Weekly Neuroscience Update

Credit: PLOS Pathogens (2022). DOI: 10.1371/journal.ppat.1010339

New research is providing hope to immunocompromised people who are vulnerable to COVID-19. Scientists have discovered promising evidence that T cell immunotherapy could help them to fight against multiple strains of the virus.

Treatments integrating music and auditory beat stimulation are effective in reducing state anxiety in some patients, according to a new study published in the open-access journal PLOS ONE.

The underlying molecular mechanisms that promote autoimmune diseases are multilayered and complex. Now, scientists have succeeded in deciphering new details of these processes. Their work supports the notion that excessive consumption of glucose directly promotes the pathogenic functions of certain cells of the immune system and that, conversely, a calorie-reduced diet can have a beneficial effect on immune diseases.

Teens who had an insecure attachment to their mothers as toddlers are more likely to overestimate the trustworthiness of strangers, a new study reports.

A new study reveals that oleic acid produced in the brain is an essential regulator of the process that enables learning and memory and supports proper mood regulation. The finding has paved the path to discovering potential new therapeutic strategies to counteract cognitive and mood decline in patients with neurological disorders.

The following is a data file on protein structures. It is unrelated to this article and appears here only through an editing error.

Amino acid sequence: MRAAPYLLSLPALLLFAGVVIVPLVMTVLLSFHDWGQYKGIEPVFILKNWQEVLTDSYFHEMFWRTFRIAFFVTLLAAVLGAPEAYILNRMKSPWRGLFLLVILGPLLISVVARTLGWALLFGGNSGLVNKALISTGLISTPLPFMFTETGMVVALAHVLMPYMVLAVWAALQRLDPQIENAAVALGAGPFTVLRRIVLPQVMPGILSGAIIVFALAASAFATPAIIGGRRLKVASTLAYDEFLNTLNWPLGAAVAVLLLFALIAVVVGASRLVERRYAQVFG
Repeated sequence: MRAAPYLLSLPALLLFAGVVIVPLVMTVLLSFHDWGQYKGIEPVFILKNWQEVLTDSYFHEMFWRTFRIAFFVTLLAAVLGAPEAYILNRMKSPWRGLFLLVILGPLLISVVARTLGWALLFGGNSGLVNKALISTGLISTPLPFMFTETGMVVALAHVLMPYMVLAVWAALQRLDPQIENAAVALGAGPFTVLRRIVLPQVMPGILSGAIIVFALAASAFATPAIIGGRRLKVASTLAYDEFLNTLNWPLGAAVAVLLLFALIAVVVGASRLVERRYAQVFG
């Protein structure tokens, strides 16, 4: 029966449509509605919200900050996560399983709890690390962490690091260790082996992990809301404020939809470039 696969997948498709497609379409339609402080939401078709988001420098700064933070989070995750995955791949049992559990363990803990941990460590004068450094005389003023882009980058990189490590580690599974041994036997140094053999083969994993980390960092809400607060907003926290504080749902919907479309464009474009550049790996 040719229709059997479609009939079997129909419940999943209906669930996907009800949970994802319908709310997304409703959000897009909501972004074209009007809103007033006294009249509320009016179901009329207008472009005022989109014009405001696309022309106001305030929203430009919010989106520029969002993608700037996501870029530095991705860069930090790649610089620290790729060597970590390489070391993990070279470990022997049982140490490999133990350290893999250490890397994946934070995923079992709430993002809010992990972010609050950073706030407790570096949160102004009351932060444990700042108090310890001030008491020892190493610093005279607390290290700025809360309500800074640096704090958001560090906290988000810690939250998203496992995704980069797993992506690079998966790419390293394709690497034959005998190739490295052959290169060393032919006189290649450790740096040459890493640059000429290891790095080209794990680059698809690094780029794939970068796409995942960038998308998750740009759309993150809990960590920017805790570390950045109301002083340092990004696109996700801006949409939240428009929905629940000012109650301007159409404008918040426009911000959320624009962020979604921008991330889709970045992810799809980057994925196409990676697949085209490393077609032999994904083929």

A small study found people who received lithium, a drug commonly associated with the treatment of bipolar disorder, are less likely to develop dementia.

Scientists have found that people with Parkinson’s disease have a clear “genetic signature” of the disease in their memory T cells. The scientists hope that targeting these genes may open the door to new Parkinson’s treatments and diagnostics.

If you are forgetful or make mistakes when in a hurry, a new study found that meditation could help you to become less error-prone.

Older adults who take statin drugs have a lower risk of developing Parkinson’s disease or parkinsonism symptoms later in life compared to those who do not take statins. Researchers speculate this may be because statins have a neuroprotective effect on arteries in the brain.

Finally this week, researchers have developed a new, fully automated prosthetic arm that learns during normal use and adapts to varying conditions.

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